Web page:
Life Insurers Help Ease the Burden on Unpaid Caregivers

Sep 20, 2019

According to the Department of Health and Human Services, 59% of seniors will receive unpaid care during their lives, typically for about a year, from a family member. Currently, there are about 34 million unpaid caregivers in the United States who care for someone 50 or older.

Helping people take care of the things that matter most is the American Council of Life Insurers’ (ACLI) most critical mission. Paid family medical leave (PFML) through short-term disability benefits and long-term care insurance are vital protections that help individuals and families care for themselves and those they care about most. In fact, 11 ACLI member company executives discussed PFML with members of Congress last week.

Unpaid caregivers face constant emotional, financial, and physical stress, which impacts their health. According to recent surveys, 38% of unpaid caregivers say that caring for relatives is ‘highly stressful’, and 28% say their role made it harder to manage their own health. Since becoming an unpaid caregiver, 44% sleep less than before, 32% eat more, and 17% drink more alcohol. Not surprisingly, 39% also cope with a health condition that affects their own daily life or limits their activities.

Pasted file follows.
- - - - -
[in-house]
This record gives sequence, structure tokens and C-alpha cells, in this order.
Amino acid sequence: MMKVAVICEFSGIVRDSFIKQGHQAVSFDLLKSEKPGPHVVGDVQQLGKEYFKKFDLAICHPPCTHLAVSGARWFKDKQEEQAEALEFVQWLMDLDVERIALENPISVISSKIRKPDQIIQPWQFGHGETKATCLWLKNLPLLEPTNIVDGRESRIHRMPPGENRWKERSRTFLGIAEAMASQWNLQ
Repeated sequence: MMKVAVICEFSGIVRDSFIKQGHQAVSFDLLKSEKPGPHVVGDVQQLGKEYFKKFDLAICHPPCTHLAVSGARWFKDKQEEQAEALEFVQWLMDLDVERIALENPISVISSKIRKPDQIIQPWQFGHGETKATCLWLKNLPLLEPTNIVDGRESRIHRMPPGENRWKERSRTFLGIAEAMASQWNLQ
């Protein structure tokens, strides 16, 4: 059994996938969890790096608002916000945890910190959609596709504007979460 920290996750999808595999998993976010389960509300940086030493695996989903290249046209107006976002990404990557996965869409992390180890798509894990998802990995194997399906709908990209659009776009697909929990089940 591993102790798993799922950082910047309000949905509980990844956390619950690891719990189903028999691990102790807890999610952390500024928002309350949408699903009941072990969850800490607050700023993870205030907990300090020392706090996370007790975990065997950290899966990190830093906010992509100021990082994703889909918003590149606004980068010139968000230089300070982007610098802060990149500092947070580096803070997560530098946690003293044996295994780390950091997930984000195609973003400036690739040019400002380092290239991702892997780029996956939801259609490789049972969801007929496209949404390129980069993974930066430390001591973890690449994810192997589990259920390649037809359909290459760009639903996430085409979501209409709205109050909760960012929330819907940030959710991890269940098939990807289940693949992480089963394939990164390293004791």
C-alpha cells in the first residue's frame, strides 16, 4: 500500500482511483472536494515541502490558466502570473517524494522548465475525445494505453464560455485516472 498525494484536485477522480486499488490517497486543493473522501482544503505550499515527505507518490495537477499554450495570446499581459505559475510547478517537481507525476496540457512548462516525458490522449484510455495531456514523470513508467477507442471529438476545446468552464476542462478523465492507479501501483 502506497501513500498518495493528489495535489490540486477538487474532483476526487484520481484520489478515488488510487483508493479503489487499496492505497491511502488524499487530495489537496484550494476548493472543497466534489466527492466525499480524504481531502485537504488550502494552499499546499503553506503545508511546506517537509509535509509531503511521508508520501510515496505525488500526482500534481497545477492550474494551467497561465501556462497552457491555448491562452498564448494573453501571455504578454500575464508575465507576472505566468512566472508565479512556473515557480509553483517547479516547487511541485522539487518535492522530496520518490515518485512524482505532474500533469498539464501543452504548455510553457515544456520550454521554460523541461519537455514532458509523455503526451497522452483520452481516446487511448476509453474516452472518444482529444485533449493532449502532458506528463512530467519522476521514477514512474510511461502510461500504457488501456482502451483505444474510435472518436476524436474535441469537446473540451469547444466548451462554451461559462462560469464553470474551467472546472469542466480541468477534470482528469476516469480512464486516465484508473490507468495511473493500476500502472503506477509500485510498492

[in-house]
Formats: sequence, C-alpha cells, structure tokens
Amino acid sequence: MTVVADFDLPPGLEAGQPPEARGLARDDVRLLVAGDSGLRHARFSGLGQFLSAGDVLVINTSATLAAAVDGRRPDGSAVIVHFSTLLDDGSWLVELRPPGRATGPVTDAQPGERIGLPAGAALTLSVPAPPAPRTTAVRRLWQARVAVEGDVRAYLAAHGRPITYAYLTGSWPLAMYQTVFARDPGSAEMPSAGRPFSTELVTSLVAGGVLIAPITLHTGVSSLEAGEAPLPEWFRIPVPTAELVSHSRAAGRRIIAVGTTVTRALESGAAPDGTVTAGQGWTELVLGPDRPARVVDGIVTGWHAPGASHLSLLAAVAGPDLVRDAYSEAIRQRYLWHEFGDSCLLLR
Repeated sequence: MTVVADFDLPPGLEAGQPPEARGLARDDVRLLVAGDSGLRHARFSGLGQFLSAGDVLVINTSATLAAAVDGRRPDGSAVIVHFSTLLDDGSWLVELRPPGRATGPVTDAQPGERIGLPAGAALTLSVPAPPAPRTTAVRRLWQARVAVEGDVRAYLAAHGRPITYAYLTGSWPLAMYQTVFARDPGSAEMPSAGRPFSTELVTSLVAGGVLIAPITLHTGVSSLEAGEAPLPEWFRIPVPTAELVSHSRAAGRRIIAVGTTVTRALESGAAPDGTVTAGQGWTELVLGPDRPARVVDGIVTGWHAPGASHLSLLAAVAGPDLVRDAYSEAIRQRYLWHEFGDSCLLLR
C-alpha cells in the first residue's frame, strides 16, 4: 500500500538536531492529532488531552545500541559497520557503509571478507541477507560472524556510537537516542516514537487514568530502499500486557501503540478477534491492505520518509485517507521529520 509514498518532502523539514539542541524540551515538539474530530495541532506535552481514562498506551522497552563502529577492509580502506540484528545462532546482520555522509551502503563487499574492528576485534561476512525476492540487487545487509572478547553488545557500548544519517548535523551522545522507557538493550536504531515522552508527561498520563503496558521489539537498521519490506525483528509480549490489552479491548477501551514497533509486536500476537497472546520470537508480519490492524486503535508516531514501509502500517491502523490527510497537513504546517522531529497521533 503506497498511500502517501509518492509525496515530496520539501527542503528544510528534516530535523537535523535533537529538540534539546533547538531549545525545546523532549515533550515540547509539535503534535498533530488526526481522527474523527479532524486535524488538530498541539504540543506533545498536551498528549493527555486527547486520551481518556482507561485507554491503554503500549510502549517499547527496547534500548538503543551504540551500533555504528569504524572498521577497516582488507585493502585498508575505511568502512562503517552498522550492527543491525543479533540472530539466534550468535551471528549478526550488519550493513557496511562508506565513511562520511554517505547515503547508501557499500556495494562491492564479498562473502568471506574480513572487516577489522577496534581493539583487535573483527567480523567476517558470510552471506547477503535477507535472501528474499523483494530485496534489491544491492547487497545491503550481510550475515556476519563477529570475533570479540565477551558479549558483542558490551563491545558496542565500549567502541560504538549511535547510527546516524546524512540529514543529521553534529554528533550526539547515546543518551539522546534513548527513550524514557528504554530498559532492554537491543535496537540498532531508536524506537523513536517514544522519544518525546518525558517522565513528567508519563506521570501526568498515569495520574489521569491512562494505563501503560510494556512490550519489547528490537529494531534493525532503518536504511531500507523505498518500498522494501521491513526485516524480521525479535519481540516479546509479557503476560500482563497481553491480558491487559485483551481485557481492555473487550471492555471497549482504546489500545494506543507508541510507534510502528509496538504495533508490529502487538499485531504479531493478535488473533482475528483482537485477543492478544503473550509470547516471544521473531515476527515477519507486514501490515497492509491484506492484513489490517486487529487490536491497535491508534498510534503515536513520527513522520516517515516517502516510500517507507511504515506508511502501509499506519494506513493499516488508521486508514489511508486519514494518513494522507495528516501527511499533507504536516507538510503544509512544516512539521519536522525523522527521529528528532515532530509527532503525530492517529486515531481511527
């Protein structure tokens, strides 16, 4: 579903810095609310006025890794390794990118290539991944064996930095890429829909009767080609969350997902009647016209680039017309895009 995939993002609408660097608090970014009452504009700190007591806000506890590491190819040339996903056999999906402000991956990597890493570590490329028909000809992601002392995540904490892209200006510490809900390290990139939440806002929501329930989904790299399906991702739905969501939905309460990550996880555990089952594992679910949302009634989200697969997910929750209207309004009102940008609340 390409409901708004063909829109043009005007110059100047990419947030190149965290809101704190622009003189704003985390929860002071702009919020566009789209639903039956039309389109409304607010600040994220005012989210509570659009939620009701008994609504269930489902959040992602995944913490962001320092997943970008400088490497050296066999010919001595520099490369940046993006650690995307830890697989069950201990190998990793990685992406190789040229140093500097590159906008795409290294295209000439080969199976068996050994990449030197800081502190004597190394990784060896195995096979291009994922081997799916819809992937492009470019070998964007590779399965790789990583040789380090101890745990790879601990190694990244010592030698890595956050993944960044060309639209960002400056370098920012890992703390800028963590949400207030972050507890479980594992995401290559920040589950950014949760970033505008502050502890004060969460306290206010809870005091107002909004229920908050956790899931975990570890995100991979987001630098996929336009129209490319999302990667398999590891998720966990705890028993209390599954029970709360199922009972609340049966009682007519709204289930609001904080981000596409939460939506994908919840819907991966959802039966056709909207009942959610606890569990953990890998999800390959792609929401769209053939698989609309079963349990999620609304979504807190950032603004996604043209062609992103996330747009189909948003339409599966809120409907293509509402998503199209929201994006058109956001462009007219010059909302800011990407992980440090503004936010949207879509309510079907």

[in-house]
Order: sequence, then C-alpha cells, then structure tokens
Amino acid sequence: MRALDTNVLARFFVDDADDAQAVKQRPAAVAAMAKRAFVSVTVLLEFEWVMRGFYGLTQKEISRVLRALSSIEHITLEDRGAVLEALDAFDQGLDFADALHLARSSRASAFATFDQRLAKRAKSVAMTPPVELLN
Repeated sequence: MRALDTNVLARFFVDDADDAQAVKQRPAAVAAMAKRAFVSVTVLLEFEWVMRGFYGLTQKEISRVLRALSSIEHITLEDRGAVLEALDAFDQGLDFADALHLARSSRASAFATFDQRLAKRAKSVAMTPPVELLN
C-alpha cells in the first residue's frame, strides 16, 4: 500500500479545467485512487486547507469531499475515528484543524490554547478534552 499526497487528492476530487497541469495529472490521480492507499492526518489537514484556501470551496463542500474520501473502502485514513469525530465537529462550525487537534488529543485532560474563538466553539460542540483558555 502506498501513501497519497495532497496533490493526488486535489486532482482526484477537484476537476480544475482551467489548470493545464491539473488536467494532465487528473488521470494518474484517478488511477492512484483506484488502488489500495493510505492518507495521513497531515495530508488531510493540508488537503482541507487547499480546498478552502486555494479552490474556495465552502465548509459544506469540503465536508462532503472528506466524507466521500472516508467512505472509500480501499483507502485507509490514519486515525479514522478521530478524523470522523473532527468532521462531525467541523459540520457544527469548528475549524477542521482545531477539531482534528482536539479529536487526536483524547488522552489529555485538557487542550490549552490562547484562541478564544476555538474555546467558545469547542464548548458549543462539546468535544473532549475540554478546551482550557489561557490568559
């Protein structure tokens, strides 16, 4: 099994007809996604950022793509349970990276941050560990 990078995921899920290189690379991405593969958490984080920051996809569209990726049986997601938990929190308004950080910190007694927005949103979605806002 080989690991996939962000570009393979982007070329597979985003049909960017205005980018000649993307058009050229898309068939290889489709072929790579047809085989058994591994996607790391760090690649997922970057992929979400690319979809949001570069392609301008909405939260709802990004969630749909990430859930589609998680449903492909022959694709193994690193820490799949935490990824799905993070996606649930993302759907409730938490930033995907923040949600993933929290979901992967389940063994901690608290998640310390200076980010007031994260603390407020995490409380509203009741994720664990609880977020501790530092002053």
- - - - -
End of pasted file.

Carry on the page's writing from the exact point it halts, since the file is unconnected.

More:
Unpaid caregiving can also take a financial toll. Among adults who are long-term caregivers, 8 in 10 pay for associated costs out of their own pockets, with 13% spending $500 a month on these expenses. Many have to limit their working hours, reducing their take home pay. And one-quarter have reduced how much they save for their retirement due to their caregiving expenses.

Long-term homecare is routinely covered by long-term care insurance. Greater coverage would ease the burden on unpaid caregivers. But only about one-in-ten households have long-term care insurance.

As Baby Boomers and Generation X age and the ranks of the elderly swell, the burden on unpaid caregivers will increase. ACLI believes that paid family medical leave benefits provided through employer-insurer partnerships are vital to the financial security of families. And Americans agree: According to an Associated Press-NORC 2018 poll, “80% of adults age 40 and over support paid temporary leave programs to care for family members.”

Andrew Melnyk

Andrew Melnyk is Vice President, Research and Chief Economist at the American Council of Life Insurers (ACLI). He holds a doctorate in economics and is a Certified Business Economist. His functions at ACLI include authoring white papers; managing the production of statistical publications; and managing ACLI’s Research Department. Prior to joining ACLI in 2005, he held positions in academia, government, and the private sector, both in the U.S. and abroad.